Variations of the Cross

Clara Bella Dunham (1901 - 1967)
Circa: 1940-1950
Size: 8”(w) x 10 1/2” (h) (each)
A collection of over one hundred variations of the cross painted by Clara Bella Dunham (1901 - 1967).

Though the cross is now primarily associated with Christianity, it is an ancient symbol used by past cultures throughout time and the world over. 84 shown here - there are about 125 total. Displayed together they make a powerful installation.

Clara Bella (née Wilson) Dunham married George Dunham in 1924 in Waterloo, Iowa. Both were graduates of Cornell University. Mr. Dunham began as a contractor for Currie Construction, and worked his way up to Superintendent of a Cement Processing Plant. The couple relocated to Glendale, CA in 1945, where George continued to work as a superior in the cement business. Once in L.A., Clara Belle was very active in well-to-do women’s society clubs, including the Women’s Auxiliary to Goodwill Industries (she presented a lecture called “Crosses” at their San Fernando Road chapel as part of a Goodwill Industries event — the famed Hollywood opera singer Miss Mary Costa sang at this event. I am grateful to Emma Kemp, California Institute of the Arts, for her interest and research in this field for compiling the above information.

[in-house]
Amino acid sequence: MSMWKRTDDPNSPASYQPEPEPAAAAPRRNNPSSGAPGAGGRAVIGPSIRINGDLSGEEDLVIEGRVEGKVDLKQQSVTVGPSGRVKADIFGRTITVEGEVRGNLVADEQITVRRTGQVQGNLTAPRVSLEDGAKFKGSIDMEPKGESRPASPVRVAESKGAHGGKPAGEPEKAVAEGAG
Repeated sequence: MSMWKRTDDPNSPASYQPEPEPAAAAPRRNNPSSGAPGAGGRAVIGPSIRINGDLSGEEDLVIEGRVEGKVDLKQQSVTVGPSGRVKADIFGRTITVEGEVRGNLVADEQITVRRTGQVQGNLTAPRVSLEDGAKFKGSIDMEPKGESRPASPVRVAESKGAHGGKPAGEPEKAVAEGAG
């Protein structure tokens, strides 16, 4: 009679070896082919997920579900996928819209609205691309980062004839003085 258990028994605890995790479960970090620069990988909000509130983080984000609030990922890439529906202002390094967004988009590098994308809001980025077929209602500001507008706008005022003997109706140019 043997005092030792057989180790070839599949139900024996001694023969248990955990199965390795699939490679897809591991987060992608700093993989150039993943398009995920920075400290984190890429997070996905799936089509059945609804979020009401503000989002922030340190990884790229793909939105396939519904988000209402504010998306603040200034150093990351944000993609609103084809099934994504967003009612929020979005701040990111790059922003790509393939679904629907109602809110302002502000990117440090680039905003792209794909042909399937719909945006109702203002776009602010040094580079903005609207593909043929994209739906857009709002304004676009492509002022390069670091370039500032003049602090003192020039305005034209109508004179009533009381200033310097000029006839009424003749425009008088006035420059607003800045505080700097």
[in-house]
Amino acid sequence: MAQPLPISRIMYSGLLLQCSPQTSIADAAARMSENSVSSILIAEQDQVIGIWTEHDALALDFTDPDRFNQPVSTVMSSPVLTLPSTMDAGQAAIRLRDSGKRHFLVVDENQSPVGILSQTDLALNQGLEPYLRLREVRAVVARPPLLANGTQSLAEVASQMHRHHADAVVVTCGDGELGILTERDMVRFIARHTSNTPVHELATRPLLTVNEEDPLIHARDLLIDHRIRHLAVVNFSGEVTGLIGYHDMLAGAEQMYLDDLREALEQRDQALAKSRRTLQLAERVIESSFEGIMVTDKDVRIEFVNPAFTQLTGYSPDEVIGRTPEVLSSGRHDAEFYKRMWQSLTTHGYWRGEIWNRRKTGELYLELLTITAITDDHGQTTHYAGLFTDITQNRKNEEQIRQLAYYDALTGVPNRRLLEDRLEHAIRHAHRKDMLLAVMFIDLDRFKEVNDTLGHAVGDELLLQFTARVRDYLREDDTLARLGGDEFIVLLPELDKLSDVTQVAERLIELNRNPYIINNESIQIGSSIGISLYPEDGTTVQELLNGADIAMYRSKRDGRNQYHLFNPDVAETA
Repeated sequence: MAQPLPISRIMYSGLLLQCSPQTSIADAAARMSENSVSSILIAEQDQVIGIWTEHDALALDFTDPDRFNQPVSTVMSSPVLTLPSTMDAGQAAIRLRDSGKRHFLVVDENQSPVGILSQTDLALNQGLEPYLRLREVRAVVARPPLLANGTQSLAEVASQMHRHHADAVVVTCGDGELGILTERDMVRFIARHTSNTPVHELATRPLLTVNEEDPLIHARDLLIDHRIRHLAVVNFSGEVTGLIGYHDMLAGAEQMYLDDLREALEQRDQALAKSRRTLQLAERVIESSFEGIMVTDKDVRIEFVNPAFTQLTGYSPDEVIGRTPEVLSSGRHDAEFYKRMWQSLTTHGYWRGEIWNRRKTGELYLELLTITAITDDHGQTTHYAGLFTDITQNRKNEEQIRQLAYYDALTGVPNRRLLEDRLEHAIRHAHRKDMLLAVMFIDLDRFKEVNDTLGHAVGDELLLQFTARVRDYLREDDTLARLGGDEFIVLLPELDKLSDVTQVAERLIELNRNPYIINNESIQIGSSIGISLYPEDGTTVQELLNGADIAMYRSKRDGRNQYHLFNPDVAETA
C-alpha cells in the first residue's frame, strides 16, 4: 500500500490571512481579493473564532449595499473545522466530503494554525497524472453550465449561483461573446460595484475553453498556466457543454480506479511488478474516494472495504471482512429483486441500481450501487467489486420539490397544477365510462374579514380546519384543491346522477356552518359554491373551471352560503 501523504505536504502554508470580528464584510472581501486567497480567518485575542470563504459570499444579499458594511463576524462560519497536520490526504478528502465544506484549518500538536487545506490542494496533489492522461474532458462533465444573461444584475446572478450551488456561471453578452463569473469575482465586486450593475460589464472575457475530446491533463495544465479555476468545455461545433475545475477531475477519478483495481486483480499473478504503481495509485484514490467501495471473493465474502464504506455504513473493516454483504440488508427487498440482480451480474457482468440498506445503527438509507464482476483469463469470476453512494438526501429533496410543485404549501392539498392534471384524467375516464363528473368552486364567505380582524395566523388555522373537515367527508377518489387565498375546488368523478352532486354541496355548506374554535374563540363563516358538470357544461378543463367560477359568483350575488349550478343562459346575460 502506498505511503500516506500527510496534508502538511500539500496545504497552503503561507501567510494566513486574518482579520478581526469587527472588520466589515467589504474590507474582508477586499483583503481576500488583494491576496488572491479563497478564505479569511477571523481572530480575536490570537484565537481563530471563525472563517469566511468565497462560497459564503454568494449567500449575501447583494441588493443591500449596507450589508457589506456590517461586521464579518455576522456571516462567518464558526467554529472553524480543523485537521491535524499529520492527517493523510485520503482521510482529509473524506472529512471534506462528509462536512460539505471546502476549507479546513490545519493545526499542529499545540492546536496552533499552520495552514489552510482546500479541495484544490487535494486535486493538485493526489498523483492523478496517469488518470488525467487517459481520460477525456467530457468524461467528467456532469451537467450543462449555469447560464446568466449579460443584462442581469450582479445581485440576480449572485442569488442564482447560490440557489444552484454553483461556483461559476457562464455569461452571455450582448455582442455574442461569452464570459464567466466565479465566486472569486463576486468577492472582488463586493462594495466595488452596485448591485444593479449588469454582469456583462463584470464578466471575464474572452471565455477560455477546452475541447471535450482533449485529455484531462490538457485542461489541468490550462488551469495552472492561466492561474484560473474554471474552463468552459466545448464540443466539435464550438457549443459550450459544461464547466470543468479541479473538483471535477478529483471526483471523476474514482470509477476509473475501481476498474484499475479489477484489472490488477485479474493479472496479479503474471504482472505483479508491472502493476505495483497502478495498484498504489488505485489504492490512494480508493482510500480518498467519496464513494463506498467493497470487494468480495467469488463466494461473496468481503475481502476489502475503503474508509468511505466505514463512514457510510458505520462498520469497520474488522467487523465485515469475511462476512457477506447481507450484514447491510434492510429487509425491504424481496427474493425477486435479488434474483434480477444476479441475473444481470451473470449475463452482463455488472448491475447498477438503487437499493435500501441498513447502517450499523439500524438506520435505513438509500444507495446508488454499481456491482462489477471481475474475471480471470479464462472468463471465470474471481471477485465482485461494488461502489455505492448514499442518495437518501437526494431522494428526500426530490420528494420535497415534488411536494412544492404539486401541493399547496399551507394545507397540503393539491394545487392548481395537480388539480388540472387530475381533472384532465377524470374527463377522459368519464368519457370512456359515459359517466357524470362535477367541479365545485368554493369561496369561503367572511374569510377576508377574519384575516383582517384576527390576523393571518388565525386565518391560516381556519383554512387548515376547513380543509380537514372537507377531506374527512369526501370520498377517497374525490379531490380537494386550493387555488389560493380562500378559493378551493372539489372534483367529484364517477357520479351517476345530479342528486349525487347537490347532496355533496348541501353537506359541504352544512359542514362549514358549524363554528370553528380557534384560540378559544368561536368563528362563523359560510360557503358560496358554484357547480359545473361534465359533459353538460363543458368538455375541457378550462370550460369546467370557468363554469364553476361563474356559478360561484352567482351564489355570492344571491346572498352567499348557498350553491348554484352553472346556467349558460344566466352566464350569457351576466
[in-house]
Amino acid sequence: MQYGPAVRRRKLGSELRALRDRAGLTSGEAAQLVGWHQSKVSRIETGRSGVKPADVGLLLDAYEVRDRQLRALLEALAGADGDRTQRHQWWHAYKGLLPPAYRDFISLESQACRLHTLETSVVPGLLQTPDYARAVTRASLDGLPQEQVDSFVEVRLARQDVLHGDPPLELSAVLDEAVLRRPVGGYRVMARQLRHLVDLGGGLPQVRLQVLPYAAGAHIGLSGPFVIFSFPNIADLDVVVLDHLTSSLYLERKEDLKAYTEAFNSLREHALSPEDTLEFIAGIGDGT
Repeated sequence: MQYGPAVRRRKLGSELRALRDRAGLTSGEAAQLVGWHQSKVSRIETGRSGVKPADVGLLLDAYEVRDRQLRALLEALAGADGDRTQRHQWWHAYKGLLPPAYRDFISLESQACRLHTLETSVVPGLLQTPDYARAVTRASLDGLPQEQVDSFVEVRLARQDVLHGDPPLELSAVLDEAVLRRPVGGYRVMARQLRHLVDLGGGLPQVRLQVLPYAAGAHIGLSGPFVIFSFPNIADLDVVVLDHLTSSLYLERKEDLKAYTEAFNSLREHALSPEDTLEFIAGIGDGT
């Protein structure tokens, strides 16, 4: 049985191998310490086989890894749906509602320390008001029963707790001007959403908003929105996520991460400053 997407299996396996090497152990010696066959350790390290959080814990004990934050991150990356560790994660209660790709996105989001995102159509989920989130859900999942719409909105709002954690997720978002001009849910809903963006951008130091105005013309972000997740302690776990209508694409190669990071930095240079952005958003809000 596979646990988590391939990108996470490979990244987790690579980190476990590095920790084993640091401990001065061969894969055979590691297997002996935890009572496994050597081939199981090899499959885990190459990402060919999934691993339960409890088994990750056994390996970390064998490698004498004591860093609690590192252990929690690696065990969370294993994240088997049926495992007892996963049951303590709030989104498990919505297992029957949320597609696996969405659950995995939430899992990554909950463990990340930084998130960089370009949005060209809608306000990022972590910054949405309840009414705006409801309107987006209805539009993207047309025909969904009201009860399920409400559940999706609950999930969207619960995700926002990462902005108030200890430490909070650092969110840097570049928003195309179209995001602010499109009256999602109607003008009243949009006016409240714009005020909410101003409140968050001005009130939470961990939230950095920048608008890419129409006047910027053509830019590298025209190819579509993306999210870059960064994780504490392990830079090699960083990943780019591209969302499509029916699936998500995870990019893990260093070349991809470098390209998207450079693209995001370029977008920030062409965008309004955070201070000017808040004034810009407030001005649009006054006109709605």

Iconographically there are four basic variations:
1) Crux quadrata (a cross of four equal arms);
2) Crux immissa (with a long stem ratio);
3) Crux commissa (based on the Greek letter tau or “T”); and
4) Crux decussata (based on the Roman decussis or 10, “X”).

The collection is assembled in a binder with each page in an archival sleeve.


Condition: Each very good to excellent with expected wear from age and use.

Price: $8,500.00